I’ll tell him how I nodded and smiled when classmates said I was so normal compared with the crazy veterans from the news, self-medicating through it all, ignoring the post-traumatic stress diagnosis the nice V.A. lady had given me because I was fine, not normal but fine, and I could handle the not-fine parts by myself, as I always had.
I’ll tell my son it wasn’t until him that I accepted my new self and returned to the V.A.
The literary community I’m now part of would ascribe much of this to militant capitalism, to toxic masculinity. I don’t necessarily disagree. But someone in this broken world needs to work with their hands and not their ideas. Someone in this broken world needs to do the dirty work, whether that means carrying the gun, showing up to open the laundromat or caring for critically ill Covid-19 patients.
Honor? Providing for one’s family? Wanting to be part of something bigger than oneself? These are not archaic notions, and believing they are is not morally large but humanly small, a sign of unique American privilege. How we utilize the best instincts of our youth is a responsibility that belongs to us all as citizens of a republic.
We want for our children so much more than this earth can offer. Or, as Porter wrote in another time of plague and war, not with a little sense of irony and impossibility, “If our children are spared these things, then let us say with all reverence that these dead have not died in vain — the war, the war, the WAR to end WAR, war for Democracy, for humanity, a safe world forever and ever.”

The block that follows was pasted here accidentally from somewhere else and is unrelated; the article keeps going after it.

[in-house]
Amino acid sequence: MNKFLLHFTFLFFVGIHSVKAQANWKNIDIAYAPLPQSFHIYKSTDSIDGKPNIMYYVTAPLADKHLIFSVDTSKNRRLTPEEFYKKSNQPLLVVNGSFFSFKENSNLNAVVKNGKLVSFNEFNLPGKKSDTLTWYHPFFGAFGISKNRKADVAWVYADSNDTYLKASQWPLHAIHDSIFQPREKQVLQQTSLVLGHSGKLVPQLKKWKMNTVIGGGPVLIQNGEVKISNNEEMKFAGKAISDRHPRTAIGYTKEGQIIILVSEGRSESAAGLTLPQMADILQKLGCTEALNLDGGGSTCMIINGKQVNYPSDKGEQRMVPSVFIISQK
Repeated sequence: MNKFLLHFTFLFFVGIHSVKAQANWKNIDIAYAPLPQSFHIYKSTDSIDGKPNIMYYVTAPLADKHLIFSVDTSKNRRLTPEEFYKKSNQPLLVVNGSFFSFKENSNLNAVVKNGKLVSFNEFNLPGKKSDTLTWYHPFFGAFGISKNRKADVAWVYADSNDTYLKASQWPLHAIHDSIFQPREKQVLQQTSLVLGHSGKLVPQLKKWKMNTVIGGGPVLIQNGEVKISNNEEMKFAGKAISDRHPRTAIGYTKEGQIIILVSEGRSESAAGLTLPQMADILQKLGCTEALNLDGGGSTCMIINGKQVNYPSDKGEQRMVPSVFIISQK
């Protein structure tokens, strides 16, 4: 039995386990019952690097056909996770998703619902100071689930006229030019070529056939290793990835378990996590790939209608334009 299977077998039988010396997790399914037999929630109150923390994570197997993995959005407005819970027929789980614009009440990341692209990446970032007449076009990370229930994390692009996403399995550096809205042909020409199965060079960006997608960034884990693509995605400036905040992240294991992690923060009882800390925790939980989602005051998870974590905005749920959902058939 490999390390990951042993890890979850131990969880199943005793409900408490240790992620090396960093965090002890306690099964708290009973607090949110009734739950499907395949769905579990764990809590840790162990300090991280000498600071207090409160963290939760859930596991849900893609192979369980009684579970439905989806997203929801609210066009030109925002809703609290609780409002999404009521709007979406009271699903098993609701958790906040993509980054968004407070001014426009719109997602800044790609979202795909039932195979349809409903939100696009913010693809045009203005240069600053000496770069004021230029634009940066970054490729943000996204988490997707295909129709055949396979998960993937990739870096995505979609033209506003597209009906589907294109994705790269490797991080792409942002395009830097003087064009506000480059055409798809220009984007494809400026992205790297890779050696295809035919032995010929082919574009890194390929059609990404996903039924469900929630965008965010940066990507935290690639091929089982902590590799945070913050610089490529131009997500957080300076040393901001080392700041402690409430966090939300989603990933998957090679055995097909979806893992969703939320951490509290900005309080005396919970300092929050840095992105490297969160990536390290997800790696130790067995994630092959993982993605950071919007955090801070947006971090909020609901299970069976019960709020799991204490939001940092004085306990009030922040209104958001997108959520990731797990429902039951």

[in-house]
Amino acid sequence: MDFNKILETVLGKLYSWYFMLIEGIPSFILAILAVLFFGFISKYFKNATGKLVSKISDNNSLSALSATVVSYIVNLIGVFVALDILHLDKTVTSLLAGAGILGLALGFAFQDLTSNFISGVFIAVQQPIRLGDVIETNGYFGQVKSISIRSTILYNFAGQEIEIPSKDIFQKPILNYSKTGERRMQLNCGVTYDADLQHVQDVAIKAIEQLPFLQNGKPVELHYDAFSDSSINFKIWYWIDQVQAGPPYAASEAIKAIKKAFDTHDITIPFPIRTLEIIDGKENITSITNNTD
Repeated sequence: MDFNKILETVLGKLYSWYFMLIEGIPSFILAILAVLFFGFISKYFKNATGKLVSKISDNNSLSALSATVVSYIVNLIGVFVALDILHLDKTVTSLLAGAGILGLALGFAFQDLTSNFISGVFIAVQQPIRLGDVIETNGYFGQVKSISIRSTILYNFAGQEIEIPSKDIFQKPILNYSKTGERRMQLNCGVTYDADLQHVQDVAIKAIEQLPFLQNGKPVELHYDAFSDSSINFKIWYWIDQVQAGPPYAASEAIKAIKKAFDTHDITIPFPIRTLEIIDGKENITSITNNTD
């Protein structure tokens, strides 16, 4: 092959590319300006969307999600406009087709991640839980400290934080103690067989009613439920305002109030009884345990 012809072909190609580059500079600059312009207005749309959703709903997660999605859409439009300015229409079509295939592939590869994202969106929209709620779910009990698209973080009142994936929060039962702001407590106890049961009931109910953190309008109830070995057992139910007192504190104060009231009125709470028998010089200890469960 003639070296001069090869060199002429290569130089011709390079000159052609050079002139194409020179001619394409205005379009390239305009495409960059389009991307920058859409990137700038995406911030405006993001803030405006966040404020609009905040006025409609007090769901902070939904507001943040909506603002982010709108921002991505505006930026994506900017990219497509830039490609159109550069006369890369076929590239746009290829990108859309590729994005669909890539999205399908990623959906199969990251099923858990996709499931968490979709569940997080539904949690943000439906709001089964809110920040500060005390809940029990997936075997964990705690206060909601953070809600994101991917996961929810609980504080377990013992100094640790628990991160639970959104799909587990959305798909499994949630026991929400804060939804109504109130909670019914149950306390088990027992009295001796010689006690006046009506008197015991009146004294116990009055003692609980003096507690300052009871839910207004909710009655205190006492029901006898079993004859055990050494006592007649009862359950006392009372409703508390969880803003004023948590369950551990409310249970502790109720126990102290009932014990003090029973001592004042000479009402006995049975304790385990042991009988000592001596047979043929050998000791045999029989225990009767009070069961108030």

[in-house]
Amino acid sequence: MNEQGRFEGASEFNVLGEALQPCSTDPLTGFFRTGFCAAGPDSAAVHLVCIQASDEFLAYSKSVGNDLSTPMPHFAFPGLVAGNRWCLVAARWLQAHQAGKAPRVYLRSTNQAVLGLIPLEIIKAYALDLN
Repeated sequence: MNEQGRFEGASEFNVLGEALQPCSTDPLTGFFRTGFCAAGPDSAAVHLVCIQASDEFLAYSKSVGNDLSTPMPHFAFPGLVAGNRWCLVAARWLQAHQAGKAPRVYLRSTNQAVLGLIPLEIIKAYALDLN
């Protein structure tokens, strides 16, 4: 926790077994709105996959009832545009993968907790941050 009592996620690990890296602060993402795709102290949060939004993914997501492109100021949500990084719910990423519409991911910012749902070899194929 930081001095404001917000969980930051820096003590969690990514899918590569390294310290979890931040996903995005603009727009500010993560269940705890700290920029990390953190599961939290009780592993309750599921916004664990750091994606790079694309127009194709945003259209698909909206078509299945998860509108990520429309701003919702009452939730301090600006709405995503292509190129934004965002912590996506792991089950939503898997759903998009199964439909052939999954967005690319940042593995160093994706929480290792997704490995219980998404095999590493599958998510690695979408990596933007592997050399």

Values such as honor and selfless service are often ascribed military values. This has been rightly celebrated in post-9/11 America. As the coronavirus continues to grip our country, one positive that may emerge is a social awareness that courage and service aren’t military virtues but human virtues, ones being exhibited daily by nurses, truck drivers, grocery clerks and pharmacists, all holding the line right now, because they must.
Thinking back to 2017 now, I realize that “It’s not always like this” was a foolish promise. I have no idea what awaits my son’s lifetime, or his America. It could well always be like this, or God forbid, worse. Good intentions are no match for the harsh, unexpected gales of existence.
I will keep this promise, though. I promise to tell my son that whatever he does, wherever he goes, he’s to remember what it means to be alive. Through all the crises that await, he’s to notice the weather and the colors of the day. Hear the shouts of children playing. Then hold those sounds, deep in his soul, for when he needs them most.